diamond geezer

 Thursday, February 06, 2014

Whilst the Olympics brought fame, cash and change to much of the Lower Lea Valley, one section has consistently lost out. The last couple of miles down to the Thames remain much as they were - unsung, underdeveloped and part inaccessible. There were plans to open up a footpath all the way to East India Dock, plans branded under the ludicrous name of the Fatwalk, but they fell by the wayside due to lack of funding. Money's since been promised by the Mayor as part of the Lea River Park, but as yet no through connection is possible. So it's great this week to see the launch of a community project with plans to open up the Lower Lea waterside to a wider audience. It's called The Line.
"The Line will be a world-class sculpture walk in London. The route broadly follows the line of the Meridian. It will link two of the iconic sites of East London: Queen Elizabeth Olympic Park and the O2. The project will bring modern and contemporary sculpture to the waterways. The Line is a Community Interest Company, set up by Megan Piper and Clive Dutton. Subject to raising the necessary funds, The Line will be open in the summer of 2014. Please support the project through The Line’s crowd-funding campaign."
This sounds like a clever way to make something out of nothing. A lot of existing infrastructure would be utilised, much of it riverside, with a series of large sculptures displayed along the way. No new works would being commissioned, people are simply being invited to offer any large sculptures they may have lying around. Submissions will be judged for suitability next month by a panel including Danny Boyle and Mark Wallinger, with the intention that up to thirty artworks stand along The Line until 2017. All that's then required is an accessible route, several CCTV cameras for security and plenty of publicity.

The intended route is interesting, not least for its stated intention to sort-of follow the Greenwich Meridian. By pure fluke this does pretty much follow the Lea throughout its lower course, unfortunately crossing the river just south of Cody Dock where there's currently no footpath. Indeed if I've understood this map correctly The Line will only cross the meridian once, and this at probably the grimmest point along its length. Let's go for a walk and see where The Line takes us...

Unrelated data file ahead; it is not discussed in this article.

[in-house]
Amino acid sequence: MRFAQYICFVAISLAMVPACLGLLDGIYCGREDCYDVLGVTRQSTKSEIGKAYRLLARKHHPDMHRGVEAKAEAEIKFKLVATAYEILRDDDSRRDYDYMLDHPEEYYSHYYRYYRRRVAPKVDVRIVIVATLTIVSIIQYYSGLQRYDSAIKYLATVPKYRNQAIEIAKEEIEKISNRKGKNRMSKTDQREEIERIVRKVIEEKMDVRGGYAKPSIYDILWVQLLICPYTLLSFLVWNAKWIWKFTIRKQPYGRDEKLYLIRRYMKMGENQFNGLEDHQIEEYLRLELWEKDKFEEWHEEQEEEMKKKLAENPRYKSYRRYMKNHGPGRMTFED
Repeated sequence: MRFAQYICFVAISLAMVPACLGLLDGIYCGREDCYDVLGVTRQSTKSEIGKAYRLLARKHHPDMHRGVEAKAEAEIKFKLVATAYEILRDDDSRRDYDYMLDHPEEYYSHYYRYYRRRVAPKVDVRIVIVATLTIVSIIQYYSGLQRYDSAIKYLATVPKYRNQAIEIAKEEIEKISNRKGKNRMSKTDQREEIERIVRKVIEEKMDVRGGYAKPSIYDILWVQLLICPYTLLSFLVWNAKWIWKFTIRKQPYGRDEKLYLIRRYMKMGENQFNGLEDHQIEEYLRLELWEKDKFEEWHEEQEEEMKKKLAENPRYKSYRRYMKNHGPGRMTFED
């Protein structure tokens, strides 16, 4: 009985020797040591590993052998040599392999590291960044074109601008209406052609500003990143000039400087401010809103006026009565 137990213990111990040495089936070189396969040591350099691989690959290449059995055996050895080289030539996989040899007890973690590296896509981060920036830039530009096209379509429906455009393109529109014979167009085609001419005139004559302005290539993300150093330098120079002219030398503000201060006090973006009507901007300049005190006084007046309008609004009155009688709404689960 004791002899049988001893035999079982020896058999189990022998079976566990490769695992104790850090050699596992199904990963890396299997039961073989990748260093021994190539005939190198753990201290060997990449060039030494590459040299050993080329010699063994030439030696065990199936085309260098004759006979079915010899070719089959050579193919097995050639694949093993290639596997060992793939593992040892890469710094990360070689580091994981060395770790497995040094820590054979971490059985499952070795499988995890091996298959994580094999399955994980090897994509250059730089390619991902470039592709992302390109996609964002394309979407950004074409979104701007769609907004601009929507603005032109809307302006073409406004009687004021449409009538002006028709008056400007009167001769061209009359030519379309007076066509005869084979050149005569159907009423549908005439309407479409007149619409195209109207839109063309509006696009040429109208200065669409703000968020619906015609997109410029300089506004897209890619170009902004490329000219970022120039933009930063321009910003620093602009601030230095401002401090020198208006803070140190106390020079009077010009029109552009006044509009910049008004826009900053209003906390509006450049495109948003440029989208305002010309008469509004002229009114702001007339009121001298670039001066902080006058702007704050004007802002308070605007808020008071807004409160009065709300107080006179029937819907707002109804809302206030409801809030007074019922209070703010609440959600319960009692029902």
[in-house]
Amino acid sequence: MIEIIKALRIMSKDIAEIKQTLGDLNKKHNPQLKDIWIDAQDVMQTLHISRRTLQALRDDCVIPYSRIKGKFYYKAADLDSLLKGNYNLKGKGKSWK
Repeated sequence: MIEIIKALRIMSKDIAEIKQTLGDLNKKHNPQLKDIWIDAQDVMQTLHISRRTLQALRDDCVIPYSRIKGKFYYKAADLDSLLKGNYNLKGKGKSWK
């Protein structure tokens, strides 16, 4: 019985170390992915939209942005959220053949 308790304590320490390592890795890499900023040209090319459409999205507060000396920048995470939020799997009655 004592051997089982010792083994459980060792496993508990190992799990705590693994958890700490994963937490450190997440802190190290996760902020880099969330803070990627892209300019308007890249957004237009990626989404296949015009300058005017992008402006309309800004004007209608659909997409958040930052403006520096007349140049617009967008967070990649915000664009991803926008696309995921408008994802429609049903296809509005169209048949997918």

Stratford: It's not yet clear where precisely The Line begins. 'Stratford', they say, and the map hints this'll be the main station which would be highly appropriate because the Greenwich Meridian passes through the bus station and Meridian Square. Its passage used to be marked by the Time Spiral sculpture, which would have made a brilliant start to The Line, except it's been uprooted and relocated to Maryland because it might have got in the way of shoppers flocking to Westfield. Shame.

Queen Elizabeth Olympic Park: The map shows The Line heading directly from Stratford station to the Lea, possibly along the railway, not that there's a path. At some point the walk enters the Olympic Park, they're an official sponsor, so we can expect some of the thirty sculptures to end up here. The whole area opens up in two months time, so The Line could follow riverside walkways that aren't yet open, before exiting somewhere in the vicinity of Pudding Mill Lane station.

Three Mills Wall River: The intended route's much clearer from this point on, exiting Stratford High Street near Abbey Lane along an existing riverside path. This passes Three Mills Green, whose new Wild Kingdom playspace deserves to be much more widely known, and which already has its own sculpture in the form of an upended handshake.

Three Mills: This ought to be a highlight. Just past the film studios is the largest tidal mill in the world, which pitifully few Londoners have ever heard of, let along visited. The Line might help change that, bringing in new visitors for a tour around, and welcome additional custom to the cafe. The Clock Mill opposite is even more scenic, but is now home to a free school so watch out for kids in grey and red blazers milling around outside.